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  1. #1
    Join Date
    Feb 2004
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    32

    Cool Unanswered: Problem with complex query

    Hello!

    I have a query that queries two tables (including a self join on one of them) and returns a result set that almost (but not quite) gives me what I want , and was wondering if someone could give me some pointers. Rather than show the whole query (complex), I'll show the result set and describe what i want:

    Tab1.efID Tab1.VID Tab2.efID Tab2.VID
    $00046342 7 $00046342 8
    $00046342 7 $00046342 19
    $00046342 18 $00046342 19

    I want to amend the query so that it returns a count of the distinct rows of Tab1.efID,Tab1.VID - from the above result set, it should return just a count of the first and third rows, i.e 2

    The statement SELECT DISTINCT Tab1.efID,Tab1.VID would return the two rows, but obviously SELECT COUNT(DISTINCT Tab1.efID,Tab1.VID) doesn't work.

    SELECT COUNT(DISTINCT Tab1.efID + CAST(Tab1.VID AS VARCHAR(2))) does work, but i thought perhaps there may be a more elegant solution - anyone have any pointers?

    Cheers
    Greg

  2. #2
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    Provided Answers: 54
    GROUP BY

    -PatP

  3. #3
    Join Date
    Feb 2004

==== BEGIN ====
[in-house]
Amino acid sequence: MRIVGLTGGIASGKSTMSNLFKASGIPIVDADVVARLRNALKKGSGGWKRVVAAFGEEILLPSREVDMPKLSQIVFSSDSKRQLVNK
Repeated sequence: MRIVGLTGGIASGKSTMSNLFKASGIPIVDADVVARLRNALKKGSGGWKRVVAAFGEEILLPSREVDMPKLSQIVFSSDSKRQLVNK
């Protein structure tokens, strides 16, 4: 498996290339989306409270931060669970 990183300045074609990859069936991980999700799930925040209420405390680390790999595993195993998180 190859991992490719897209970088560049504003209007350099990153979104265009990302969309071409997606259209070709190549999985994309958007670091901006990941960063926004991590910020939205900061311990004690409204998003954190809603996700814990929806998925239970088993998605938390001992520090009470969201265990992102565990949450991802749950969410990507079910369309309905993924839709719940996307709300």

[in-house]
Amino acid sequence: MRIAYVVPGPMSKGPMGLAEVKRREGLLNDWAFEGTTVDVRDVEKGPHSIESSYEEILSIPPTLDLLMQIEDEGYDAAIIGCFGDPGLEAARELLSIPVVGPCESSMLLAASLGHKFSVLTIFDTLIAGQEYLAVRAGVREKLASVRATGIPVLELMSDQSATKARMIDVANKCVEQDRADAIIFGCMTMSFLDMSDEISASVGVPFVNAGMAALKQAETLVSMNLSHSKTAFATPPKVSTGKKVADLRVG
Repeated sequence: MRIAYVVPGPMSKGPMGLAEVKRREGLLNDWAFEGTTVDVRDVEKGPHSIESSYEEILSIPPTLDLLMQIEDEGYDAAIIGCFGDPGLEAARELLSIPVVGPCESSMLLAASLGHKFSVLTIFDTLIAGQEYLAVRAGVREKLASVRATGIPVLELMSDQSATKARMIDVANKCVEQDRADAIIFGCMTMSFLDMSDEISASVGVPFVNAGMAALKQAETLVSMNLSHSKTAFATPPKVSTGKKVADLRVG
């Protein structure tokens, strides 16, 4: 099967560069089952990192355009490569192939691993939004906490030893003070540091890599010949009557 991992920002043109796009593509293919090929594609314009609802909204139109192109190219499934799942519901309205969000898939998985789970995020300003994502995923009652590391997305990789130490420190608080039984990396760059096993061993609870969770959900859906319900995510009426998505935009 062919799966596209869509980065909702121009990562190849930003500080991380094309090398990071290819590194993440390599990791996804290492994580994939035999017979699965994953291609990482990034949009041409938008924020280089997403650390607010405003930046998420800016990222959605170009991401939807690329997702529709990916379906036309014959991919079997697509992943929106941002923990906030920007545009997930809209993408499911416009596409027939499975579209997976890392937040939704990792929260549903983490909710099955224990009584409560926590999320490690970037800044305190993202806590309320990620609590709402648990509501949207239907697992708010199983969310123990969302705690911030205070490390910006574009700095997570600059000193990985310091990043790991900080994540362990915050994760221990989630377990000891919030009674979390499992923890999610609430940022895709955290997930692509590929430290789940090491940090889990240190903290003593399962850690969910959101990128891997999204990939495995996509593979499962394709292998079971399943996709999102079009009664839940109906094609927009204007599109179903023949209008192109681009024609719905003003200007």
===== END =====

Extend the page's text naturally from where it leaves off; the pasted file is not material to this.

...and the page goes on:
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    492
    Pat: I think he goes for a count of unique rows instead of the unique rows alone.

  4. #4
    Join Date
    Feb 2004
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    492
    Also not so elegant:
    select distinct Col1, Col2.....
    select @@rowcount

    perhaps it's possbile to add a computed column that merges Col1 and Col2 as you did, making the count distinct on a single column possible.

    EDIT: or:
    select count(*)
    from (select distinct Col1, Col2) t1

    But I can't think of a really neat solution though.
    Last edited by Kaiowas; 08-20-04 at 13:32.

  5. #5
    Join Date
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    Provided Answers: 54
    Quote Originally Posted by Kaiowas
    Pat: I think he goes for a count of unique rows instead of the unique rows alone.
    You could use Count(*) with GROUP BY, or am I missing something? Even if he just wanted a count of the number of groups, he could create a virtual table using GROUP BY and then count the number of rows in that table, something like:
    Code:
    SELECT Count(*)
       FROM (SELECT a.Efid, a.VID
          FROM myTable AS a
          GROUP BY a.Efid, a.VID) AS b
    -PatP

  6. #6
    Join Date
    Feb 2004
    Posts
    32
    Thanks guys,
    I'll try them out.
    Greg

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